Politics and Rebellion

Politics and Rebellion - 1 Politics and Rebellion Since...

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1 Politics and Rebellion Since 1155, Ireland was in the possession of England. Given away by the pope, the Irish people didn’t take notice of England at first. Once England did begin colonizing though, the Irish were treated as subhuman and many of their basic rights were taken from them. The Act of Union and the Penal laws stripped them of everything they had known and were. Evictions and more devastation followed. In the midst of all this, many men rose to the cause of Ireland. Some were politicians, others were more rebellious. Even though the results of rebellion were more obvious and faster, the politicians managed to accomplish more over time. Robert Emmett, born at St. Stephen’s Green in Dublin in 1778, was on the rebellious end of the spectrum. This does not mean that he was not educated though, he was a prominent member of the Historical Society at Trinity College and he was also, as is evident in Speech from the Dock , a very clever and careful speaker. Emmett remained on the side of violent rebellion for the rest of his short life. Daniel O’Connell took a very different approach than Robert Emmett. Born at Cahirciveen, County Kerry, he was the oldest of ten children. He was raised by his uncle Maurice at their ancestral home, Derrynane House. O’Connell was educated in France and England. He began his legal career at the age of twenty-three in 1798. The best way to describe O’Connell’s methods and beliefs comes from his 1843 Speech at Tara : “Remember that my doctrine is that, ‘the man who commits a crime gives strength to the enemy,’ and you should not act in any manner that would strengthen the enemies of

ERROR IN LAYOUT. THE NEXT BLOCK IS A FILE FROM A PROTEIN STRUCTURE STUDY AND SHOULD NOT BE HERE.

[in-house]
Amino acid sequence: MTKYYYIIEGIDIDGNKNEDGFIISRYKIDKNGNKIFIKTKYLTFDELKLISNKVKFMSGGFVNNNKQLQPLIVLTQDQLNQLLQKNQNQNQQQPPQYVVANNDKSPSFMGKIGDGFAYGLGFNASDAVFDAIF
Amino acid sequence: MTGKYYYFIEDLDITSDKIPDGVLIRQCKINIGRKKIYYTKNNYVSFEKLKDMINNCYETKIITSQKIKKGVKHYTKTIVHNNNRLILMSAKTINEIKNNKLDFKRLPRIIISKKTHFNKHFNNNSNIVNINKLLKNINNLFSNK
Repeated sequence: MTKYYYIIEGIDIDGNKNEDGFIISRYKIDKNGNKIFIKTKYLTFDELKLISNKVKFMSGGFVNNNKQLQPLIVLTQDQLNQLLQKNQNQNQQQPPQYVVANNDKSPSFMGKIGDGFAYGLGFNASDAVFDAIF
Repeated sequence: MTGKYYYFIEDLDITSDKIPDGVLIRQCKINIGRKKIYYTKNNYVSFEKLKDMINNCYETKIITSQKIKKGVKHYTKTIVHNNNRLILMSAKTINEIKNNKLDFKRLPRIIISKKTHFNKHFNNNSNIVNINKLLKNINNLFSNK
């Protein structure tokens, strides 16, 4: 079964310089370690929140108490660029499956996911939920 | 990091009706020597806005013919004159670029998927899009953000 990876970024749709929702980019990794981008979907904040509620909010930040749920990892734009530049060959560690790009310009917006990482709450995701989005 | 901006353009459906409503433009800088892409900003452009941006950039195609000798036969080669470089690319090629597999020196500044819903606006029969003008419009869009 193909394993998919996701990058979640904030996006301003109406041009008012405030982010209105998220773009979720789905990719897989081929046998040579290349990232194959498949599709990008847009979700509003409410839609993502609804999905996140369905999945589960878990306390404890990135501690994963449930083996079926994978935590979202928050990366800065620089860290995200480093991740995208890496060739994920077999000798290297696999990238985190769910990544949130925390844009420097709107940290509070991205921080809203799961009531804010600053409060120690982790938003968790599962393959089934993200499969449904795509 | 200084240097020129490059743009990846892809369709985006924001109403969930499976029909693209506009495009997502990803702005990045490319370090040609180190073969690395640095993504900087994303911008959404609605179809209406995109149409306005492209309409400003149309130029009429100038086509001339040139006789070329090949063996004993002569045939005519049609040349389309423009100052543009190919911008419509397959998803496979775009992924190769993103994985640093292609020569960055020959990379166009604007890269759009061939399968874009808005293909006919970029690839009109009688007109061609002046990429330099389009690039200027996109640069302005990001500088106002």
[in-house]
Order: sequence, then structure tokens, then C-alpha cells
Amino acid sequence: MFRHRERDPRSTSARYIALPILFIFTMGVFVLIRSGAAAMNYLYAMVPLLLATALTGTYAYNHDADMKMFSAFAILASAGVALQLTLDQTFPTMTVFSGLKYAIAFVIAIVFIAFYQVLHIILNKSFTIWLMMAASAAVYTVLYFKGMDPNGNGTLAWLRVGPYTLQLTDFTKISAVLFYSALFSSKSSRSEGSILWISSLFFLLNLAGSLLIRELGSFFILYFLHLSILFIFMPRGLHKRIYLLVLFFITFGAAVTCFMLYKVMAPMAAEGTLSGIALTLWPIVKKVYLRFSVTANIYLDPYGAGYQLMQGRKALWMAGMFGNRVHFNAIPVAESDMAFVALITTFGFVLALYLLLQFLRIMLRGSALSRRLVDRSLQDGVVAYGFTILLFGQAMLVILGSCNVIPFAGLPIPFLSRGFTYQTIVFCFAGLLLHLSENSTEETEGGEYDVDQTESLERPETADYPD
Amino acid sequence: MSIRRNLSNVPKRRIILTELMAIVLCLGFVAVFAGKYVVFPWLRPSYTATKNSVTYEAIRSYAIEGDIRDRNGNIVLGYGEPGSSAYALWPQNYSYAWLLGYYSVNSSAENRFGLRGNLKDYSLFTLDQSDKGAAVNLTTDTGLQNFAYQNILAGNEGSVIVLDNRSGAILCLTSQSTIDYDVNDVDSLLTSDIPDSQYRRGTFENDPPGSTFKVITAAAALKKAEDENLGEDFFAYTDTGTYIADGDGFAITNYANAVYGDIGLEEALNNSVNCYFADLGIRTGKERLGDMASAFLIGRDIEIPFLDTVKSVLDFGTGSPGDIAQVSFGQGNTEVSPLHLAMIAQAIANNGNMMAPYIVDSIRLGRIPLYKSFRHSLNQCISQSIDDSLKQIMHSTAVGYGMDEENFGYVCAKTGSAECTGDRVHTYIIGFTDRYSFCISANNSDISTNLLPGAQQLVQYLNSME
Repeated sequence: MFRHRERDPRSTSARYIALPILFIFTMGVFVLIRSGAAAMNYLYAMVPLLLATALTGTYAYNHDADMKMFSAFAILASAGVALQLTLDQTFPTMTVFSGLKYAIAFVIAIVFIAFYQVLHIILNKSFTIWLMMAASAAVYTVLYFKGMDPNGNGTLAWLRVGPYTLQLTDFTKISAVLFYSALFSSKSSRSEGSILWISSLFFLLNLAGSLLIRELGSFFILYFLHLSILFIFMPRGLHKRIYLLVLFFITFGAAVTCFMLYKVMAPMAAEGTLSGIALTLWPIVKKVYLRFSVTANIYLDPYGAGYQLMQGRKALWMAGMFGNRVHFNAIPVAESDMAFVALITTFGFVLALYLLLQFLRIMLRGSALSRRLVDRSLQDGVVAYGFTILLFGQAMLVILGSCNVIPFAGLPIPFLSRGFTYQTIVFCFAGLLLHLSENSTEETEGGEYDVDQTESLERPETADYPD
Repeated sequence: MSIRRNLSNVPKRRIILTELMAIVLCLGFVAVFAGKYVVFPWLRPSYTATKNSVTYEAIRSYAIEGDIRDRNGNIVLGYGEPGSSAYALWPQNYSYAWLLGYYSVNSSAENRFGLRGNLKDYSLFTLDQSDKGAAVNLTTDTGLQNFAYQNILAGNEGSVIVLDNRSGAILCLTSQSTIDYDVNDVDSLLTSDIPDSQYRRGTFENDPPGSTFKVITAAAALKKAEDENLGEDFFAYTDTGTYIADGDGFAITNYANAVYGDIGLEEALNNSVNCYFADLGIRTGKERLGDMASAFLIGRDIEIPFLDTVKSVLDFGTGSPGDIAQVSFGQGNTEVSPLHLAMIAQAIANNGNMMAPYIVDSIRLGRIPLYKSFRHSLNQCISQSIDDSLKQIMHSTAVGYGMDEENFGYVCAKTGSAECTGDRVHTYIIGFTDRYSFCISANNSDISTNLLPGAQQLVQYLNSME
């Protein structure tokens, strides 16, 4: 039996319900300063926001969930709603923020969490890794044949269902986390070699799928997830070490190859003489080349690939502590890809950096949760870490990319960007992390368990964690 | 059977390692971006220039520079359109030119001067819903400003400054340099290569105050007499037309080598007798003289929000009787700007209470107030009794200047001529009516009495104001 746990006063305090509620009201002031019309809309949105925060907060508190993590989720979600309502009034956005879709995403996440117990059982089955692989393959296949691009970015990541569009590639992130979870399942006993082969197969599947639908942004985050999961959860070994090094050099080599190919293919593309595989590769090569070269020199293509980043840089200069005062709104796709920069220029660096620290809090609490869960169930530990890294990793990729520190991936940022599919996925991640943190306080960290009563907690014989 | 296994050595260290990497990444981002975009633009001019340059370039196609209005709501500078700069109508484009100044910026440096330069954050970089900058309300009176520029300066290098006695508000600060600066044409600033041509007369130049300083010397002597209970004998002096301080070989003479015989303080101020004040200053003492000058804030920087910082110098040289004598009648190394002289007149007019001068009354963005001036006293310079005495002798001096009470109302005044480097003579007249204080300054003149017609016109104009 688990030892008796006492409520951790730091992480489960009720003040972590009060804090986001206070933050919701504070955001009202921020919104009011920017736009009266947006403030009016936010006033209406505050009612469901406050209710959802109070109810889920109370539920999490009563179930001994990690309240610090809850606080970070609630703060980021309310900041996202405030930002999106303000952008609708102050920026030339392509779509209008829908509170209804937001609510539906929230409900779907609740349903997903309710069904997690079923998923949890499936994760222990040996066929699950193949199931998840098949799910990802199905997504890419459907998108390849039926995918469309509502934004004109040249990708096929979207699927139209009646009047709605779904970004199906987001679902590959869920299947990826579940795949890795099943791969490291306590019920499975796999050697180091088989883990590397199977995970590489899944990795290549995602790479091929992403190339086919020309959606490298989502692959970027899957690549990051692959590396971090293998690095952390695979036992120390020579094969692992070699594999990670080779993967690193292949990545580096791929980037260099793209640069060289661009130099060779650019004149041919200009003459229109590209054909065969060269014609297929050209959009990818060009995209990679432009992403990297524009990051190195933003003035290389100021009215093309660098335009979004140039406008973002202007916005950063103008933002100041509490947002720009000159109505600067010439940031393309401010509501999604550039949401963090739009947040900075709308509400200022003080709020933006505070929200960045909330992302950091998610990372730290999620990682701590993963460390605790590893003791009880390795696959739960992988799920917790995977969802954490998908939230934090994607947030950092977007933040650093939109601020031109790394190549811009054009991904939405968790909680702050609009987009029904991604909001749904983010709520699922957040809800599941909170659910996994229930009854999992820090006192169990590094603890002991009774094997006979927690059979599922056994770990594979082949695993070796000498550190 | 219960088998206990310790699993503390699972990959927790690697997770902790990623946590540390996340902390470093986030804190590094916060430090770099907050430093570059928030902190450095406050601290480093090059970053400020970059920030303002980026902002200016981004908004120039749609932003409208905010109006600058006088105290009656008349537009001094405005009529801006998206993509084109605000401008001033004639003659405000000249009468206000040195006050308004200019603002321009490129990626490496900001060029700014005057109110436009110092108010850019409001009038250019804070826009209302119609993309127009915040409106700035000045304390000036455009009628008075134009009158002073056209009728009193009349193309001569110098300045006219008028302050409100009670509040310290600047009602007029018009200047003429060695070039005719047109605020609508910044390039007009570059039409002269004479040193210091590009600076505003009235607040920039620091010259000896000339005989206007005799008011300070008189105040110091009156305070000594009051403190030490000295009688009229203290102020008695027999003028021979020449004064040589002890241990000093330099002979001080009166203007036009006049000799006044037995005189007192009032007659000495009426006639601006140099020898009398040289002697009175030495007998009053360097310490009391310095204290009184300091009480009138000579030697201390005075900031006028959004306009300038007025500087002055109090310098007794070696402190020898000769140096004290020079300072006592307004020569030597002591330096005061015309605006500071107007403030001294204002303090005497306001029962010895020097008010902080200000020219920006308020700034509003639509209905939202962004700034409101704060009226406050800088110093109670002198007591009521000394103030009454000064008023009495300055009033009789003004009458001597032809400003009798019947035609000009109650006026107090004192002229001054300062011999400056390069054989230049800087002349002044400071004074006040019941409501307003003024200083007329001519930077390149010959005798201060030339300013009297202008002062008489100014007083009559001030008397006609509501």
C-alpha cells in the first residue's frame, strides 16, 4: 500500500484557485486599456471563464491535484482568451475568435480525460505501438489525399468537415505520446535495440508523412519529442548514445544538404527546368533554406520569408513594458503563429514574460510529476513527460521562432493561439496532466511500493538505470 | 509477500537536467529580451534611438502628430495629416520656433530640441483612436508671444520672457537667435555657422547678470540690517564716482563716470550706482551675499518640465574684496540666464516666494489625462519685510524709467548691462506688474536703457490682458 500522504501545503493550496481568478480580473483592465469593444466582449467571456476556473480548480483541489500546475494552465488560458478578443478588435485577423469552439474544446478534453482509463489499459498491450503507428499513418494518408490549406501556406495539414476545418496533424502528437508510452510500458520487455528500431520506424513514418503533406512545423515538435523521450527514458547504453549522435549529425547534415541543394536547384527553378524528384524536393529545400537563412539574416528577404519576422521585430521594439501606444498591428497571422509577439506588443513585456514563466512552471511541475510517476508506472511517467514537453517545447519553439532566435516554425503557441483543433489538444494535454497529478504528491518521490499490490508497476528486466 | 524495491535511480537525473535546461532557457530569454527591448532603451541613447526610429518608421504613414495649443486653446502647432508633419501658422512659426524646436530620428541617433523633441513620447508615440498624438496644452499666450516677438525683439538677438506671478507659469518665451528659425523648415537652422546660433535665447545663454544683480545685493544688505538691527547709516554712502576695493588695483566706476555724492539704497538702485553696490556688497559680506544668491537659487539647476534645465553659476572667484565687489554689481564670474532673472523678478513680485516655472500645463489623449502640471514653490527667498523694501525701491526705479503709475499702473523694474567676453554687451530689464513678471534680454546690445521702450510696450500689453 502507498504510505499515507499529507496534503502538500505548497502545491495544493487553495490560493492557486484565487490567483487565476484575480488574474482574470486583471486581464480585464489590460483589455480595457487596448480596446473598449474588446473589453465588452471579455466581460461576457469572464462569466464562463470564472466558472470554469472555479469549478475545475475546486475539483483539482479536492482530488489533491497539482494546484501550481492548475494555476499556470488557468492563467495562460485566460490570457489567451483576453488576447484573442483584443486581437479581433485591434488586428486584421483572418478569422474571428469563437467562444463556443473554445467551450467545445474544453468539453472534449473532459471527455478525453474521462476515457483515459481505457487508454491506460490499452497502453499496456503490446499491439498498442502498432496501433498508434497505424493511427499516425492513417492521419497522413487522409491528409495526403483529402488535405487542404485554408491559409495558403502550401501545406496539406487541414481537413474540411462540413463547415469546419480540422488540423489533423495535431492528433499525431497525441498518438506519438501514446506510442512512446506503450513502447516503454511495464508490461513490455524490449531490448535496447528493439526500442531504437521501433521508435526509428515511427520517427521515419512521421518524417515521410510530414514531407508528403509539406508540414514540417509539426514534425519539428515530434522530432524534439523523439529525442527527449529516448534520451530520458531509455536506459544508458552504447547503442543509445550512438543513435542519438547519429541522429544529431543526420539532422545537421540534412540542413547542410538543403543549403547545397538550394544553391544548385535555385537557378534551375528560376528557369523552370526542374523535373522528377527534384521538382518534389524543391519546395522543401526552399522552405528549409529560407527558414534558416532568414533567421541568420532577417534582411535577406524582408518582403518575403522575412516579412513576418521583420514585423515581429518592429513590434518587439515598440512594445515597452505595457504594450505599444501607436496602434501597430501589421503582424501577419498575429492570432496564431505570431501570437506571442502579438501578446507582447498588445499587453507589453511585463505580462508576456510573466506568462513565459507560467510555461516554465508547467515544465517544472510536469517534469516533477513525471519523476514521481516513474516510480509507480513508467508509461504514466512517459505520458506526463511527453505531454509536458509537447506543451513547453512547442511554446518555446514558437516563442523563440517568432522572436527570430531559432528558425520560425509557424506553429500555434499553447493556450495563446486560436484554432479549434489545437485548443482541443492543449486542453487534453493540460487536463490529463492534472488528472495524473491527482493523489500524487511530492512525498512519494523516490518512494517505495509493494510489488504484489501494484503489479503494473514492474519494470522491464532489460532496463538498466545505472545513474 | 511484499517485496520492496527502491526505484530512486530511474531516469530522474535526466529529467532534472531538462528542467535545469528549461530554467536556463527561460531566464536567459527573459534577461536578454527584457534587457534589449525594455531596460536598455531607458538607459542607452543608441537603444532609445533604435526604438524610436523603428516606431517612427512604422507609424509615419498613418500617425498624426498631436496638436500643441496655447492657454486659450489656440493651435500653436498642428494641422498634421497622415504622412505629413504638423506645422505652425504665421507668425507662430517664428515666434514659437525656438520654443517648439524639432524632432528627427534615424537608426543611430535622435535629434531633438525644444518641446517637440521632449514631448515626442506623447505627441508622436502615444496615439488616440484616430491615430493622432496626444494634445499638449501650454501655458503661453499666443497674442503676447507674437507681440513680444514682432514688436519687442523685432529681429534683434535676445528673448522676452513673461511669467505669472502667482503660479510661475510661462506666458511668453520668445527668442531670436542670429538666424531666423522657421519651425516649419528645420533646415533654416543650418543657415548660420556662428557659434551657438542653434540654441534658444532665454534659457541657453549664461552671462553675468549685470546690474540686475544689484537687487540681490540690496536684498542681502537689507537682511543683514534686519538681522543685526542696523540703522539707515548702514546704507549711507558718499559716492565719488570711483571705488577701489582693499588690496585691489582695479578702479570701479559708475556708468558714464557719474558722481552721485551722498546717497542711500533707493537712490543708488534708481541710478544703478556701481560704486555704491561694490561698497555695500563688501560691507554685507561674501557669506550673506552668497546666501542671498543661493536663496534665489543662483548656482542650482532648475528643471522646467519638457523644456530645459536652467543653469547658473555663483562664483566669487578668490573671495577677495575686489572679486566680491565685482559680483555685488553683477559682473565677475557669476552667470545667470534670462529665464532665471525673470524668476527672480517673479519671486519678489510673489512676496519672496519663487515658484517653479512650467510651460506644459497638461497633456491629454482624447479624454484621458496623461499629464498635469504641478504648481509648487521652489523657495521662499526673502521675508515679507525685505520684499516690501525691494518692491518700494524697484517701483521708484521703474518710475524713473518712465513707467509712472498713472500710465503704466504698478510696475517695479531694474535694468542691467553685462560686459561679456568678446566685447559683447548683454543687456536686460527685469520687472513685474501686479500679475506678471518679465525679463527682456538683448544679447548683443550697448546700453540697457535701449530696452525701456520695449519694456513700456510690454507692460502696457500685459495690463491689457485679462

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2 your country. You should act peaceably and quietly, but firmly and determinedly. You may be certain that your cheers here today will be conveyed to England” (31). Emmett would have disagreed. 1798 marked the United Irishmen’s fruitless defeat in what was dubbed, “The Great Rebellion of ‘98”. Uniting across socioeconomic lines, the United Irishmen went underground when England tried to suppress them during their war with France, also feeling there was reason for concern following the American Revolution. The United Irishmen were poorly organized, and they lost the rebellion quickly. There was a warrant issued for the arrest of Robert Emmett afterward, but it was never carried out. Following the Great Rebellion, Emmett fled to France.
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This note was uploaded on 05/20/2008 for the course ENGLISH 100 taught by Professor Flinner during the Spring '07 term at UMass Lowell.

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Politics and Rebellion - 1 Politics and Rebellion Since...

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